Jennie Rehnberg: A Daughter of the American Revolution honors New Milford veterans
When Jennie Rehnberg realized that she was more than just a “student” of American history, but a part of it, she decided to do something about it.
She joined several organizations, including the Daughters of the American Revolution, after she learned that she was related to more than 20 Revolutionary War veterans. Then she started looking for ways she could honor veterans, she said.
Her goal to honor those who have served led her to push for her most ambitious project yet: She, and the DAR, plan to bring The Wall That Heals, a 250-foot replica of the Vietnam Veterans Memorial, to New Milford in late October.
“Some veterans never got a chance to visit the wall,” she said. “So we’re bringing it to them.”
Q: You became involved in the Daughters of the American Revolution in 1997. What spurred you to join the organization?
For me, it is personal; I have had a family member serve our country in every war since the American Revolution War. My father Hank Morsey served in World War II attached to the 101st Airborne Division and was captured during the Battle of the Bulge on Dec. 19, 1944. He would remain a POW until the end of the war when he was repatriated in June of 1945. My son Christopher Rehnberg, U.S. Army Ranger retired, also served in the military for 10 years.
My father died in 1988 and my mother, Pauline Allen, died in 1994. It was after my mother’s death that I began to wonder who I was.
That question led me to a life of discovery through genealogy. I was astounded to discover I descended from 23 patriots who aided in the cause of this great Republic during the Revolutionary War, most of them are from New Milford and surrounding towns.
Knowing I descended from patriots of the American Revolution had a profound impact on me. I decided to join the National Society Daughters of the American Revolution because I wanted to honor the memory and sacrifices of my Revolutionary War patriots.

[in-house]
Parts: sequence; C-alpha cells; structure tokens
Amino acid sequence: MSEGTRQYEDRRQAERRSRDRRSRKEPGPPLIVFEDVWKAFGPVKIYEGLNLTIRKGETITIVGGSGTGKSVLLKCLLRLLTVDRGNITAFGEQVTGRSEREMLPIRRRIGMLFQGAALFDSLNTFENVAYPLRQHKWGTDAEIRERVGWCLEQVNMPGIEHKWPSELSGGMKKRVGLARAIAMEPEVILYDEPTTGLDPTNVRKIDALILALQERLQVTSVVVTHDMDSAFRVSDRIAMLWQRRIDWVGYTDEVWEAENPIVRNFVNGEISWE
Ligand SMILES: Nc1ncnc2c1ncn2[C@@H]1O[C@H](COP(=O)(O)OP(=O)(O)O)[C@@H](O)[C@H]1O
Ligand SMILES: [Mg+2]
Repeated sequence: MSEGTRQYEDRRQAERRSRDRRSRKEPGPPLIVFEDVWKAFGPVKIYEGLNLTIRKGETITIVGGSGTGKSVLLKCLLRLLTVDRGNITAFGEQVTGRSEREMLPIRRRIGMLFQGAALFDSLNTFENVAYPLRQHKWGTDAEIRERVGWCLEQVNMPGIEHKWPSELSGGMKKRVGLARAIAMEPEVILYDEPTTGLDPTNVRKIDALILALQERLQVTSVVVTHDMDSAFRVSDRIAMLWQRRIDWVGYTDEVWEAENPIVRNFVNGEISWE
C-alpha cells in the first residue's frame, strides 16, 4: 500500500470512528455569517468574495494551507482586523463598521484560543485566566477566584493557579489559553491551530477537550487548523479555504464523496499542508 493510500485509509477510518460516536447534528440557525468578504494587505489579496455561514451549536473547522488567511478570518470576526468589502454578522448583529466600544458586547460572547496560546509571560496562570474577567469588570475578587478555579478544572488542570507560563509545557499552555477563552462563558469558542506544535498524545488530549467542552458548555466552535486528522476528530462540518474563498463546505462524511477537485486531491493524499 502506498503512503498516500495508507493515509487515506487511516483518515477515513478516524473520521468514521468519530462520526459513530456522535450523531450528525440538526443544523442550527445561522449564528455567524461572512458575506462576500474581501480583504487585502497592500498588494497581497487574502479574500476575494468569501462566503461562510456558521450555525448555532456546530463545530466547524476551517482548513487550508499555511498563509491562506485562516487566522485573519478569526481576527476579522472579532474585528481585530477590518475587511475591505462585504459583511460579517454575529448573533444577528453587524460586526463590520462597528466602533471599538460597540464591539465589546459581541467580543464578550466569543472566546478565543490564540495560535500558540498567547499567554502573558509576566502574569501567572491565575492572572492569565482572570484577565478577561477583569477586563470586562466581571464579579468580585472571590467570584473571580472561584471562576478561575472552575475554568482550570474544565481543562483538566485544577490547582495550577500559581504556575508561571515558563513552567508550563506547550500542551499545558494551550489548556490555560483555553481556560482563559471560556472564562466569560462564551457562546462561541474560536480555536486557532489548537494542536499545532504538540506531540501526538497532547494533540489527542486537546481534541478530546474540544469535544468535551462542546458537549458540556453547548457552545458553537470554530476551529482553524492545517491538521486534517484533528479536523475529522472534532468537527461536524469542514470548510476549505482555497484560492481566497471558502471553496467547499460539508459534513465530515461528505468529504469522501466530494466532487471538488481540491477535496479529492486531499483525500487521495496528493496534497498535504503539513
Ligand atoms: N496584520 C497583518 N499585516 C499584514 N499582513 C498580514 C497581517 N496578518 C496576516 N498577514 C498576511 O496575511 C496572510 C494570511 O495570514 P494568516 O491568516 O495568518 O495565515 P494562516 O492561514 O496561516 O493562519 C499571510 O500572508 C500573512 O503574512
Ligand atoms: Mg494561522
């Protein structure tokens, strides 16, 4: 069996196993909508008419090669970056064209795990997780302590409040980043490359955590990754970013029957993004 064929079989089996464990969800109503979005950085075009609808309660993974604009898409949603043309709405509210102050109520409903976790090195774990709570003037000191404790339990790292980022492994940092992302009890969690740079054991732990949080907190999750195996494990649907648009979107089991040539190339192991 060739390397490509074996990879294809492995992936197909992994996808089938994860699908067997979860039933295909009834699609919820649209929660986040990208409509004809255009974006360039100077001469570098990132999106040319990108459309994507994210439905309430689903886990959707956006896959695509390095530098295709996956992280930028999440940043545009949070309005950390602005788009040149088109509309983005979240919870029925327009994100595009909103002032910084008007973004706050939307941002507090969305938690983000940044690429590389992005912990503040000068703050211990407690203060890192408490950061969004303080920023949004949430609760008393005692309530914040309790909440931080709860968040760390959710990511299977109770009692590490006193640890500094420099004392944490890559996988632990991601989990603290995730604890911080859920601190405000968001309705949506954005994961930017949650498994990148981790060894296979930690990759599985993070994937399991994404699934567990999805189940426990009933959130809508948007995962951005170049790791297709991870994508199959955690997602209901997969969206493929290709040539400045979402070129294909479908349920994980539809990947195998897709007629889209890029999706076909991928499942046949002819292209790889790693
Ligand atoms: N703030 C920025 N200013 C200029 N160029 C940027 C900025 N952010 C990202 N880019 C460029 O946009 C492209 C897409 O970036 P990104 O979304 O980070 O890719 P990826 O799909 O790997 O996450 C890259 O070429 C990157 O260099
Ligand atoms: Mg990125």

Q: You have two relatives who served in the Vietnam war. What does the wall mean to you?
My cousin Mark Morsey and my brother-in-law Jon Rehnberg both served in the Vietnam War. The Wall That Heals is a 250-foot replica of the Vietnam War Memorial. One of the great joys of being an executive officer was having the enormous privilege of attending very moving ceremonies. In June, we washed The Wall, and the executive committee greeted 500 Nebraska Vietnam Veterans to Washington, D.C. It was an honor to present each Vietnam Veteran with a special Vietnam Veteran Lapel Pin and to thank them on behalf of a grateful nation for their service and sacrifice. Many hugs and tears flowed freely.
For several of these men it was their first trip to Washington, D.C. to see the Vietnam War Memorial.. For me, The Wall represents more than names etched into black granite; it represents those who served and sacrificed for their country. It exemplifies service, courage, faith, love, and heroism of men and women who answered our Nation’s call.
Q: This is the third, and final year of New Milford’s Roger Sherman DAR chapter’s involvement in the 50th Anniversary Vietnam Veterans Commemoration. What has Roger Sherman chapter done up until now?
The Roger Sherman Chapter became a commemorative partner of the 50th anniversary of the Vietnam War with the goal to coordinate programs and activities to assist the Department of Defense in thanking and honoring our Vietnam Veterans and their families. The chapter has hosted a “welcome home breakfast” and presented certificates of appreciation for the past two years on Veterans Day. In 2015 the chapter was given special Lapel Pins to present to the Vietnam Veterans. Our dear friend, the late Peter Orenski, was instrumental in assisting the chapter in honoring Vietnam Veterans by designing and donating 100 special 50th anniversary Vietnam War Veterans medals. The chapter presented over 75 medals on the Town Green on Veterans’ Day in 2014, and 45 medals in 2015 to Vietnam Veterans. Orenski also designed the special The Wall That Heals, New Milford 2-inch medallion, which is being sold to raise funds for The Wall.